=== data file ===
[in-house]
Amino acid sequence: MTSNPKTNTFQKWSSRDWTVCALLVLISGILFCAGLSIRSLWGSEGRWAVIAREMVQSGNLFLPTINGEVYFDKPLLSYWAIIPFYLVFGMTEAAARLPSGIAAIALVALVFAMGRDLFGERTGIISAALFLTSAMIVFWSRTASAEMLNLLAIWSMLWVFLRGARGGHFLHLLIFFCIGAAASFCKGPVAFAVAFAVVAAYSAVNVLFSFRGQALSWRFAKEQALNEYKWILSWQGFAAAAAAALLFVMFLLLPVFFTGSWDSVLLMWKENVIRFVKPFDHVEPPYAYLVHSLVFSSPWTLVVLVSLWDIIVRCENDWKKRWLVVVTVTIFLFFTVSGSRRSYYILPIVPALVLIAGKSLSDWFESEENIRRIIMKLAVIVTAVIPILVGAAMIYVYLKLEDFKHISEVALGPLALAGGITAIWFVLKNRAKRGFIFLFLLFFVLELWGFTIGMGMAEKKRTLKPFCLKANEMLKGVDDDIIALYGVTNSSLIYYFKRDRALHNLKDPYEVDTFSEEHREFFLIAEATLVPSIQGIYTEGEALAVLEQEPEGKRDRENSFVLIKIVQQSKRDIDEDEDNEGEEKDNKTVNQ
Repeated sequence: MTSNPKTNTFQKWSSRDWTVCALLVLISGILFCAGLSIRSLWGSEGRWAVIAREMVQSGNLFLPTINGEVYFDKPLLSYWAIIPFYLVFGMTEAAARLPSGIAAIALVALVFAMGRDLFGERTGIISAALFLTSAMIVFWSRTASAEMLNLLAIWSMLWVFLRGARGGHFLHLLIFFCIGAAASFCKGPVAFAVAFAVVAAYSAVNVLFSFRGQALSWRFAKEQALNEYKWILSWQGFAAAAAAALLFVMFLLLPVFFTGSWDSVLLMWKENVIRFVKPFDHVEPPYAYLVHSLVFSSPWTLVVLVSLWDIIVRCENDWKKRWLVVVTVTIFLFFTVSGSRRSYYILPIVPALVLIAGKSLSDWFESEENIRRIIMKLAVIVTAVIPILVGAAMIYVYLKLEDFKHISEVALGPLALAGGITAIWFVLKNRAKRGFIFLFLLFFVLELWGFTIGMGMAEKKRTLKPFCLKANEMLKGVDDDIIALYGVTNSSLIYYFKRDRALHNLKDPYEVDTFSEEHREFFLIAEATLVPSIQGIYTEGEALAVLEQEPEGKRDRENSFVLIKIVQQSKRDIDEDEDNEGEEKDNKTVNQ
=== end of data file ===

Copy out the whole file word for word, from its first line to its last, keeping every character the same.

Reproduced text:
[in-house]
Amino acid sequence: MTSNPKTNTFQKWSSRDWTVCALLVLISGILFCAGLSIRSLWGSEGRWAVIAREMVQSGNLFLPTINGEVYFDKPLLSYWAIIPFYLVFGMTEAAARLPSGIAAIALVALVFAMGRDLFGERTGIISAALFLTSAMIVFWSRTASAEMLNLLAIWSMLWVFLRGARGGHFLHLLIFFCIGAAASFCKGPVAFAVAFAVVAAYSAVNVLFSFRGQALSWRFAKEQALNEYKWILSWQGFAAAAAAALLFVMFLLLPVFFTGSWDSVLLMWKENVIRFVKPFDHVEPPYAYLVHSLVFSSPWTLVVLVSLWDIIVRCENDWKKRWLVVVTVTIFLFFTVSGSRRSYYILPIVPALVLIAGKSLSDWFESEENIRRIIMKLAVIVTAVIPILVGAAMIYVYLKLEDFKHISEVALGPLALAGGITAIWFVLKNRAKRGFIFLFLLFFVLELWGFTIGMGMAEKKRTLKPFCLKANEMLKGVDDDIIALYGVTNSSLIYYFKRDRALHNLKDPYEVDTFSEEHREFFLIAEATLVPSIQGIYTEGEALAVLEQEPEGKRDRENSFVLIKIVQQSKRDIDEDEDNEGEEKDNKTVNQ
Repeated sequence: MTSNPKTNTFQKWSSRDWTVCALLVLISGILFCAGLSIRSLWGSEGRWAVIAREMVQSGNLFLPTINGEVYFDKPLLSYWAIIPFYLVFGMTEAAARLPSGIAAIALVALVFAMGRDLFGERTGIISAALFLTSAMIVFWSRTASAEMLNLLAIWSMLWVFLRGARGGHFLHLLIFFCIGAAASFCKGPVAFAVAFAVVAAYSAVNVLFSFRGQALSWRFAKEQALNEYKWILSWQGFAAAAAAALLFVMFLLLPVFFTGSWDSVLLMWKENVIRFVKPFDHVEPPYAYLVHSLVFSSPWTLVVLVSLWDIIVRCENDWKKRWLVVVTVTIFLFFTVSGSRRSYYILPIVPALVLIAGKSLSDWFESEENIRRIIMKLAVIVTAVIPILVGAAMIYVYLKLEDFKHISEVALGPLALAGGITAIWFVLKNRAKRGFIFLFLLFFVLELWGFTIGMGMAEKKRTLKPFCLKANEMLKGVDDDIIALYGVTNSSLIYYFKRDRALHNLKDPYEVDTFSEEHREFFLIAEATLVPSIQGIYTEGEALAVLEQEPEGKRDRENSFVLIKIVQQSKRDIDEDEDNEGEEKDNKTVNQ